Medical Marijuana

An interim study committee on public health, behavioral health and human services failed to agree on a proposal Thursday to expand medical marijuana use to Hoosiers who qualify for certain treatments.

Fourteen voices in support, eight opposed and two independent researchers joined in the hours-long conversation with the committee, which opened with a statement from Rep. Matt Lehman, R-Berne, as to why the topic should be studied.  

“We can’t continue down the path of doing nothing,” Lehman said.

Lehman’s measure, House Resolution 2, was introduced last spring. A separate measure by Rep. Jim Lucas, R-Seymour, proposed the legalization of all “cultivation, dispensing and use of medical marijuana by persons with serious medical conditions.”

Lucas’ bill never received a hearing, while the House unanimously voted in favor of the study committee.

With 31 states signed on to prescribing cannabis for medicinal purposes — including Washington D.C., and three of Indiana’s four border states, Ohio, Illinois and Michigan — legislators, advocates and challengers continue to wonder if, or when, Indiana will join the growing national trend.

Those in support of the bill and expanded medical marijuana use in the state spoke for an hour. Many cited the potential benefits of the drug to those suffering from a variety of physical and mental disorders, from post-traumatic stress disorder and insomnia to cancer and fibromyalgia, and to those in vulnerable demographics, including veterans and the opioid addicted.

Illinois Republican State Rep. Tim Butler advised the Indiana committee to consider the economic incentives of the drug and invited them to visit Illinois to see its benefits in action.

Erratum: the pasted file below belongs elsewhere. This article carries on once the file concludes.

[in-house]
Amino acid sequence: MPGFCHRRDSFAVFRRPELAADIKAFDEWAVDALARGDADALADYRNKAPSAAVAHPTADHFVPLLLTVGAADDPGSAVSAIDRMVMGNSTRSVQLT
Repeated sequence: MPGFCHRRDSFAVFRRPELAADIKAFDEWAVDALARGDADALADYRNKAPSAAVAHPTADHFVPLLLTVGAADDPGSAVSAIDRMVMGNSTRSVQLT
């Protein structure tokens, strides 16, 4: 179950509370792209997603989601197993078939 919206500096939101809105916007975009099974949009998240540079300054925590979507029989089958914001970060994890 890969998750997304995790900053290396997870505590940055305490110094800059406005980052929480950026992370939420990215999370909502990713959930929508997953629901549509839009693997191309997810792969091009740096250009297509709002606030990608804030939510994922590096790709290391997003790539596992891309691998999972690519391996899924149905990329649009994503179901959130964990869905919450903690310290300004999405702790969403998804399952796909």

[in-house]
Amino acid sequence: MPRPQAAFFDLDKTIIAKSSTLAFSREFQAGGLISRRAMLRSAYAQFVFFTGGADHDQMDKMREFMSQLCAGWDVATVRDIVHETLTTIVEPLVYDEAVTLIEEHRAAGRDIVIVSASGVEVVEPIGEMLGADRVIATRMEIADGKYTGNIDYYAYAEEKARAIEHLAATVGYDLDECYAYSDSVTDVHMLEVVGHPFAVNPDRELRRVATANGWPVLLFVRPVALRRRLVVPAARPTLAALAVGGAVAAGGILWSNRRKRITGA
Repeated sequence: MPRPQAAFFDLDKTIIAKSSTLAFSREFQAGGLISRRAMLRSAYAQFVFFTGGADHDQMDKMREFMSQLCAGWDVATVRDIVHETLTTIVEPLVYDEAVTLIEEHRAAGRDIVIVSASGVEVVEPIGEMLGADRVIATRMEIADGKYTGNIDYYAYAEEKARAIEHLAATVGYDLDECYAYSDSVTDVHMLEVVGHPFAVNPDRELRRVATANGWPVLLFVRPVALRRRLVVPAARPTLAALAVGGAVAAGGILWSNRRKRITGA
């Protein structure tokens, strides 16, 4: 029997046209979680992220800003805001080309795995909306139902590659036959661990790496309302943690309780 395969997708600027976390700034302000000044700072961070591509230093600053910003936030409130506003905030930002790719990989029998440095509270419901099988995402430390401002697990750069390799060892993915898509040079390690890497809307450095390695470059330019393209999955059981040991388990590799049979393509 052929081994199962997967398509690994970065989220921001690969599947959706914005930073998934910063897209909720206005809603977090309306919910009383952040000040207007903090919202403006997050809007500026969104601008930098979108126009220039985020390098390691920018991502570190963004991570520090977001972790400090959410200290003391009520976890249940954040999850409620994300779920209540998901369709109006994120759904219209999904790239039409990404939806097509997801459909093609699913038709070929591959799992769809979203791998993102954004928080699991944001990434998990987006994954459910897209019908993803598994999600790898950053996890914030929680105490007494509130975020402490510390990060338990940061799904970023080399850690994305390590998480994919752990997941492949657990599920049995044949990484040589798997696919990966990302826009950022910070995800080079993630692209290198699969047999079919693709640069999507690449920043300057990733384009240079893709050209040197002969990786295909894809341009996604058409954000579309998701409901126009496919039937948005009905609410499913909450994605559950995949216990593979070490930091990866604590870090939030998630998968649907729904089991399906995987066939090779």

His state first opened the door to medical marijuana use in 2014. Additionally, as of August, Illinois now allows cannabis prescriptions to be filled alongside opioid treatments in its Opioid Alternative Pilot Program. The goal of this is to limit dependency on opioid prescriptions by supplementing pain therapy with medical cannabis.

The conversation intensified following commentary from addiction psychiatrist Ed Gogeck, who practices in Prescott, Arizona. Gogeck suggested the legalization of medical marijuana could heighten substance addiction among teenagers. He also disputed the idea that marijuana can help treat opioid addiction.

“What the marijuana industry has done is exactly what Big Pharma did to cause the opioid epidemic in the first place,” Gogeck said.  

By the end of the testimony, committee members voiced several questions and, in general, a reluctance to move forward because of a lack of concrete evidence for or against the drug.

Sen. Mark Stoops, D-Bloomington, was the first to offer a proposal following the testimony. He said legislators should start assembling a state agency to oversee the legalization of medical marijuana and to study its effects.

Countering his enthusiasm, Sen. Liz Brown, R-Fort Wayne, among others, said there should be more research at the federal level before making a decision for Indiana.

“I don’t think we should put the cart ahead of the horse,” Brown said. “We are not ready to have a regulatory agency or commission to study the impact of this at all.”

After motions to either advance or continue studying the issue failed, the committee passed a final report 12-1 with no new recommendations.

The committee’s initial proposal failed 8-5. A separate motion to continue to study the topic also failed, 9-4. A final report with no new recommendations passed 12-1.

Erica Irish is a reporter for TheStatehouseFile.com, a news website powered by Franklin College journalism students.

 

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